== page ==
The base of the delicious pea green-coloured secret sauce is hard to identify, leading to much speculation in the press, but I definitely noted tarragon, meat juices, butter and perhaps some shallots.
Some food critics have bemoaned the thickness and overwhelming presence of the sauce, but I found it to be light and buttery in texture and but with a pleasantly intense flavour. It was still possible to tell the excellent quality of the steak, which is provided by Donald Russell, the Scottish supplier to HM The Queen.
After working our way through the first plate, we were quickly served the rest of our steak with another mountain of frites.
It’s hard to tell just how big the steaks are when they come sliced in two portions, but it seemed to of a modest size and very well trimmed.
The only decision-making required was for dessert and there were so many lovely traditional French treats to choose from. In the end, Steven went for the crème brûlée and I chose the Gâteau du Relais, which I spotted in the dessert cabinet on the way in.
The crème brûlée was creamy and velvety with a thick layer of crunchy burnt sugar. The Gâteau du Relais was a nutty and dense slice of flourless chocolate cake – soft in the middle with a delicate, crumbly crust. What I thought was an extra rogue slice on the side was in fact a piece of the most divine chocolate fondant. As if that wasn’t enough, it was served with a big swirl of Chantilly cream – how decadent!
We finished off with strong, rich roasted cappuccinos that came with chocolate-covered espresso beans.
We found it refreshing that Le Relais de Venise doesn’t pander to fussy dietary requirements and is uncompromising in its tradition. There’s something honest about Le Relais de Venise in their entirely non-sycophantic approach and it brings out a slightly masochistic side, paying a decent amount of money to play by their rules (a similar emotion that I imagine comes out when entering the bar at Costes).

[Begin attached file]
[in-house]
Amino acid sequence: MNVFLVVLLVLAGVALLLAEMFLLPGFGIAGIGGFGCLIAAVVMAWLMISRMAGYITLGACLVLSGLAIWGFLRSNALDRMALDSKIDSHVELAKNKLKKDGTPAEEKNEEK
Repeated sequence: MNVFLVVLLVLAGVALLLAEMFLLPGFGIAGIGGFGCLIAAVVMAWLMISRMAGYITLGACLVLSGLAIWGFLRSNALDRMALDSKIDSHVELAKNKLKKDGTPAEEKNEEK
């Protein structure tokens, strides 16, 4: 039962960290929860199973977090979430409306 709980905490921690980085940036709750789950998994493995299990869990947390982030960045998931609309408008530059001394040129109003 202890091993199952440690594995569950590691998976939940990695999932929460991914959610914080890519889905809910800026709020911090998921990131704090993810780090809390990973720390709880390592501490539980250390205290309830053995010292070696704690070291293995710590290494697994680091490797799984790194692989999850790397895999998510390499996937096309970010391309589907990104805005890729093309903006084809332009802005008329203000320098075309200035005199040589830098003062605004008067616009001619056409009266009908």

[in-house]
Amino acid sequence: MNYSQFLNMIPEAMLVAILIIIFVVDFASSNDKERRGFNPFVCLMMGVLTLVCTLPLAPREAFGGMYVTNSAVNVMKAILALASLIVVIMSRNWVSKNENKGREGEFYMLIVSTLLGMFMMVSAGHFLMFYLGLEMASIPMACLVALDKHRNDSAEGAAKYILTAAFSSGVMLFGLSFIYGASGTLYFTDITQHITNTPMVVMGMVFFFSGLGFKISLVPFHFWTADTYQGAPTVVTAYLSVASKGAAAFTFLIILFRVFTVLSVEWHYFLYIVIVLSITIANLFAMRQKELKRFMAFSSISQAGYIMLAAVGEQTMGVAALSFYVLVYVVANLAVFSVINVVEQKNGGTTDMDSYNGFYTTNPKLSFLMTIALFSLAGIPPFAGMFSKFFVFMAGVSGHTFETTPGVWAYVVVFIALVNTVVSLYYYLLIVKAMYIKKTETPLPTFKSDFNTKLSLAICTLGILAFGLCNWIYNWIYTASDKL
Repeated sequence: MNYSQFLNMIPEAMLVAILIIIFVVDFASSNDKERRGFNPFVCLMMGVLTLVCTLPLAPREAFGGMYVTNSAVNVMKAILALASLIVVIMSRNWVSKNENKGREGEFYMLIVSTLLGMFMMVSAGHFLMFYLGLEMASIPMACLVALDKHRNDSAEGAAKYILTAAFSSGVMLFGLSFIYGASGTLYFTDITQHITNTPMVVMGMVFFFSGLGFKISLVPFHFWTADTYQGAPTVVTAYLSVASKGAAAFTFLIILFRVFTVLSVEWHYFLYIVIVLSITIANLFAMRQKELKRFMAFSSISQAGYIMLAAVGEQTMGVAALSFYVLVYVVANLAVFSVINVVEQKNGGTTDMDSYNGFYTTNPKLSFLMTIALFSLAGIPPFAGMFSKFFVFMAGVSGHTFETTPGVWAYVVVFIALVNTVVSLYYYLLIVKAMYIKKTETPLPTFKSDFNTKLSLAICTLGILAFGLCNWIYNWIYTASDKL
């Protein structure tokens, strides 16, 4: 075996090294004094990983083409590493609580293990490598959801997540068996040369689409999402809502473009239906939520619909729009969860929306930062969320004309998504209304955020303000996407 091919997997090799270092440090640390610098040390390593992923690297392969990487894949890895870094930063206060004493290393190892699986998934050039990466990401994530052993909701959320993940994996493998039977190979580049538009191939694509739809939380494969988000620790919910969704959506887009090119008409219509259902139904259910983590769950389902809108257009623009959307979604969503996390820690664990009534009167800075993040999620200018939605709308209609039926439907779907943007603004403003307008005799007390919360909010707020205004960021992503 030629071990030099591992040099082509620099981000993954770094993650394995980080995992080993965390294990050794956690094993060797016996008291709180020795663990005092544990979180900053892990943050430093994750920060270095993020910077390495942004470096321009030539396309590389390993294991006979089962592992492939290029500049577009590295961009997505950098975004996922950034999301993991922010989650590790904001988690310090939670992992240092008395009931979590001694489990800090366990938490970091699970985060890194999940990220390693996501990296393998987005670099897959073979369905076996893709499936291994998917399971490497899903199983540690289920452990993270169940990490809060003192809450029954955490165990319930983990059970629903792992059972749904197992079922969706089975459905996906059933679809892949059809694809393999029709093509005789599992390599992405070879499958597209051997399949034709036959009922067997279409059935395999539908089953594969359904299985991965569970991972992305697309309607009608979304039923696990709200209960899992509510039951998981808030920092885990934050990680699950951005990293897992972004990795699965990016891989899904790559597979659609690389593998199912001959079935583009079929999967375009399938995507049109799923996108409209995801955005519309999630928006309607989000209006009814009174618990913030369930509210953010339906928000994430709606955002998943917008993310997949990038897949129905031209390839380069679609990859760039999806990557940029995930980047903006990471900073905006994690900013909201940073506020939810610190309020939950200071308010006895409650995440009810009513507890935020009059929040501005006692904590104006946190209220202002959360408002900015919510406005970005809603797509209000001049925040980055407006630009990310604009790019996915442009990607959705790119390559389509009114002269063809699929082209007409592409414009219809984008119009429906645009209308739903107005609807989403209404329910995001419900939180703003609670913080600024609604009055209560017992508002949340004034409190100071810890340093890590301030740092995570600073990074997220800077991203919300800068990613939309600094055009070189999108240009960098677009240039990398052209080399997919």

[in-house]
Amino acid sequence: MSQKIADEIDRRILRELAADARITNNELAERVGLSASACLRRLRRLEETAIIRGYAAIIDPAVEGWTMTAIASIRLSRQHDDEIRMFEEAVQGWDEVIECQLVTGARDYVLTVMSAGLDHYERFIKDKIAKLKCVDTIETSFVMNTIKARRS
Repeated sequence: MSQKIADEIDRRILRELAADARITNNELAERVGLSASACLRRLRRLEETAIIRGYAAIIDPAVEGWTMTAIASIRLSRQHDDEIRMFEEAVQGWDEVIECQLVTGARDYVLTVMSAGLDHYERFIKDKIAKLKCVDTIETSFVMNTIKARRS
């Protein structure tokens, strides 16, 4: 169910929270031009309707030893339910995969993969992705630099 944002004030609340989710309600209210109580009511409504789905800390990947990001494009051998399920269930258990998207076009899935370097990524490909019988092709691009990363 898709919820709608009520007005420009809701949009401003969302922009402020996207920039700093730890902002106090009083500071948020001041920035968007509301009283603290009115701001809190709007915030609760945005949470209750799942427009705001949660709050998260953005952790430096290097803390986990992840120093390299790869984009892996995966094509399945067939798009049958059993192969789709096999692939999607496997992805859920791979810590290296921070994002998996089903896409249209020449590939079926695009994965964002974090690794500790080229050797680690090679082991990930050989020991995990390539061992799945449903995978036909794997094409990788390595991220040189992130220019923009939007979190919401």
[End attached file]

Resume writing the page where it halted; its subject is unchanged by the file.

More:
But that’s all part of the fun and we noticed that many of the tables were returning guests, as the waitresses began by asking all diners if it was their time at the restaurant.
The only thing that may put off some diners is the extraordinarily rapid turnover. I had barely put down my fork and already my plate was whipped away by the hawk-eyed waitresses and the next course swiftly served. Even though the food is so tasty that you’re inclined to wolf it down, linger a little over each course, otherwise you may find the experience over quicker than you would have hoped.
I was invited to review the restaurant, but our bill would have come to around £83 including service. Le Relais de Venise is certainly not a budget set menu restaurant and price-wise it’s on a par with London’s top restaurants, but it’s a really unique experience.
With buckets of charm and a strange sense of nostalgia, Le Relais de Venise L’Entrecôte is a place that you have to try at least once, however like our dining neighbours, you might find yourself coming back again and again.
For more information and opening times, visit: www.relaisdevenise.com
Chérie City was a guest of Le Relais de Venise.